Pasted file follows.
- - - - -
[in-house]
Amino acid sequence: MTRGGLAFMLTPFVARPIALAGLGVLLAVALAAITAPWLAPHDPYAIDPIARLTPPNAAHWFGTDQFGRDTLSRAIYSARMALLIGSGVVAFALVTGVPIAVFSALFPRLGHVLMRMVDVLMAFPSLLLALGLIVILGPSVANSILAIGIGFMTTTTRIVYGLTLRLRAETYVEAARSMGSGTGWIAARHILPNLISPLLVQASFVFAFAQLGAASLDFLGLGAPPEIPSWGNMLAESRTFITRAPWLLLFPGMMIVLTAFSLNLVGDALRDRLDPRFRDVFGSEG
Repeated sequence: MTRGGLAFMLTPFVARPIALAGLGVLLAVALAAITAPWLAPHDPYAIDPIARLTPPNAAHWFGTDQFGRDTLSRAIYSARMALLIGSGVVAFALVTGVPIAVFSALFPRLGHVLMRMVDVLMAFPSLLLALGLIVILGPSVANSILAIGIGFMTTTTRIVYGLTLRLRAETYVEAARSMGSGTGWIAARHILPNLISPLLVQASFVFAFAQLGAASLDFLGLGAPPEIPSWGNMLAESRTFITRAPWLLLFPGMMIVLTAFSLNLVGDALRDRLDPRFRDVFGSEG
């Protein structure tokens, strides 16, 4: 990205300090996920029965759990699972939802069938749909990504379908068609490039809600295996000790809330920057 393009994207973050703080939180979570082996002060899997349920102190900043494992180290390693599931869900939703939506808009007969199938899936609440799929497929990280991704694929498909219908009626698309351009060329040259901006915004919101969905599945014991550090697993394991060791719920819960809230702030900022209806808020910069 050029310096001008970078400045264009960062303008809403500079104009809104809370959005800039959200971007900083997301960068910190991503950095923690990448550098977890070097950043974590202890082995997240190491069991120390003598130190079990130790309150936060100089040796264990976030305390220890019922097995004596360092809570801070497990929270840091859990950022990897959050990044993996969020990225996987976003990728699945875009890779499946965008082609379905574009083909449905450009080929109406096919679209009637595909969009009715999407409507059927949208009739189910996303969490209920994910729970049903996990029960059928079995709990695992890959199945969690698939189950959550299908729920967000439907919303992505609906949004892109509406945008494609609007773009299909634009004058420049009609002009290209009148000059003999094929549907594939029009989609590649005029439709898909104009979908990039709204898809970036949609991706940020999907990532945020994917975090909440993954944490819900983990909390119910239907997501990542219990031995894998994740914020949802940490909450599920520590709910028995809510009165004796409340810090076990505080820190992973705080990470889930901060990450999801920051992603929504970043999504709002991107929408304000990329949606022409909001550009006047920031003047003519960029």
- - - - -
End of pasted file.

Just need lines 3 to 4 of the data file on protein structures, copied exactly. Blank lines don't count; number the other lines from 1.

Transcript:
Repeated sequence: MTRGGLAFMLTPFVARPIALAGLGVLLAVALAAITAPWLAPHDPYAIDPIARLTPPNAAHWFGTDQFGRDTLSRAIYSARMALLIGSGVVAFALVTGVPIAVFSALFPRLGHVLMRMVDVLMAFPSLLLALGLIVILGPSVANSILAIGIGFMTTTTRIVYGLTLRLRAETYVEAARSMGSGTGWIAARHILPNLISPLLVQASFVFAFAQLGAASLDFLGLGAPPEIPSWGNMLAESRTFITRAPWLLLFPGMMIVLTAFSLNLVGDALRDRLDPRFRDVFGSEG
């Protein structure tokens, strides 16, 4: 990205300090996920029965759990699972939802069938749909990504379908068609490039809600295996000790809330920057 393009994207973050703080939180979570082996002060899997349920102190900043494992180290390693599931869900939703939506808009007969199938899936609440799929497929990280991704694929498909219908009626698309351009060329040259901006915004919101969905599945014991550090697993394991060791719920819960809230702030900022209806808020910069 050029310096001008970078400045264009960062303008809403500079104009809104809370959005800039959200971007900083997301960068910190991503950095923690990448550098977890070097950043974590202890082995997240190491069991120390003598130190079990130790309150936060100089040796264990976030305390220890019922097995004596360092809570801070497990929270840091859990950022990897959050990044993996969020990225996987976003990728699945875009890779499946965008082609379905574009083909449905450009080929109406096919679209009637595909969009009715999407409507059927949208009739189910996303969490209920994910729970049903996990029960059928079995709990695992890959199945969690698939189950959550299908729920967000439907919303992505609906949004892109509406945008494609609007773009299909634009004058420049009609002009290209009148000059003999094929549907594939029009989609590649005029439709898909104009979908990039709204898809970036949609991706940020999907990532945020994917975090909440993954944490819900983990909390119910239907997501990542219990031995894998994740914020949802940490909450599920520590709910028995809510009165004796409340810090076990505080820190992973705080990470889930901060990450999801920051992603929504970043999504709002991107929408304000990329949606022409909001550009006047920031003047003519960029």